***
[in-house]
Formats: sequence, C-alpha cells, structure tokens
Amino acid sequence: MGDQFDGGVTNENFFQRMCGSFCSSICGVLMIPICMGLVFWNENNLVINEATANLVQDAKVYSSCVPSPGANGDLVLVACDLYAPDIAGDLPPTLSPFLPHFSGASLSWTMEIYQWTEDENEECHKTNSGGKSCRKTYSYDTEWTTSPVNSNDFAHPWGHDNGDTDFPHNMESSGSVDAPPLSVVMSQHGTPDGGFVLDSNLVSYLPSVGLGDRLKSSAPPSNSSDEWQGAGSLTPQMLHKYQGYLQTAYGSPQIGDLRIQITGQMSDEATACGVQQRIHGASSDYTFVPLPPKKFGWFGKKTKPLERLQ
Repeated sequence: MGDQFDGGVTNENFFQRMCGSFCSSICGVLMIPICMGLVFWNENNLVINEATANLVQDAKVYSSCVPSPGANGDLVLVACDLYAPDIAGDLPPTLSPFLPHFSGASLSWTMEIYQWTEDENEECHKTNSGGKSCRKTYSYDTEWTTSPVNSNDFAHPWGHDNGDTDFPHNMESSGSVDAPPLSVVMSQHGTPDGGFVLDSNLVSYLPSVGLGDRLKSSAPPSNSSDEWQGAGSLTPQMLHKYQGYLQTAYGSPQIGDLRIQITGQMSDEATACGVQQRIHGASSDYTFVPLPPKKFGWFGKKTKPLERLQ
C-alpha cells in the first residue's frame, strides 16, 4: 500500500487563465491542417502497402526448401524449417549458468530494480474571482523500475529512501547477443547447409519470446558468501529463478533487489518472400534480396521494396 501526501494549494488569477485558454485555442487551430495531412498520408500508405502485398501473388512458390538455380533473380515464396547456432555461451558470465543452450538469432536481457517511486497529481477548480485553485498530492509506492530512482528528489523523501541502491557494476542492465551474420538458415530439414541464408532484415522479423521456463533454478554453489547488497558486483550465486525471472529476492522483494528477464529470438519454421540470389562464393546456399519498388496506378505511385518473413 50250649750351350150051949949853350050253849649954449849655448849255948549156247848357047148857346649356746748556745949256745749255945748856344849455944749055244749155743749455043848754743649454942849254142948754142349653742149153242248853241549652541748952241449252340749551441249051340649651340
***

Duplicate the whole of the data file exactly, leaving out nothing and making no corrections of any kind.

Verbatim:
[in-house]
Formats: sequence, C-alpha cells, structure tokens
Amino acid sequence: MGDQFDGGVTNENFFQRMCGSFCSSICGVLMIPICMGLVFWNENNLVINEATANLVQDAKVYSSCVPSPGANGDLVLVACDLYAPDIAGDLPPTLSPFLPHFSGASLSWTMEIYQWTEDENEECHKTNSGGKSCRKTYSYDTEWTTSPVNSNDFAHPWGHDNGDTDFPHNMESSGSVDAPPLSVVMSQHGTPDGGFVLDSNLVSYLPSVGLGDRLKSSAPPSNSSDEWQGAGSLTPQMLHKYQGYLQTAYGSPQIGDLRIQITGQMSDEATACGVQQRIHGASSDYTFVPLPPKKFGWFGKKTKPLERLQ
Repeated sequence: MGDQFDGGVTNENFFQRMCGSFCSSICGVLMIPICMGLVFWNENNLVINEATANLVQDAKVYSSCVPSPGANGDLVLVACDLYAPDIAGDLPPTLSPFLPHFSGASLSWTMEIYQWTEDENEECHKTNSGGKSCRKTYSYDTEWTTSPVNSNDFAHPWGHDNGDTDFPHNMESSGSVDAPPLSVVMSQHGTPDGGFVLDSNLVSYLPSVGLGDRLKSSAPPSNSSDEWQGAGSLTPQMLHKYQGYLQTAYGSPQIGDLRIQITGQMSDEATACGVQQRIHGASSDYTFVPLPPKKFGWFGKKTKPLERLQ
C-alpha cells in the first residue's frame, strides 16, 4: 500500500487563465491542417502497402526448401524449417549458468530494480474571482523500475529512501547477443547447409519470446558468501529463478533487489518472400534480396521494396 501526501494549494488569477485558454485555442487551430495531412498520408500508405502485398501473388512458390538455380533473380515464396547456432555461451558470465543452450538469432536481457517511486497529481477548480485553485498530492509506492530512482528528489523523501541502491557494476542492465551474420538458415530439414541464408532484415522479423521456463533454478554453489547488497558486483550465486525471472529476492522483494528477464529470438519454421540470389562464393546456399519498388496506378505511385518473413 50250649750351350150051949949853350050253849649954449849655448849255948549156247848357047148857346649356746748556745949256745749255945748856344849455944749055244749155743749455043848754743649454942849254142948754142349653742149153242248853241549652541748952241449252340749551441249051340649651340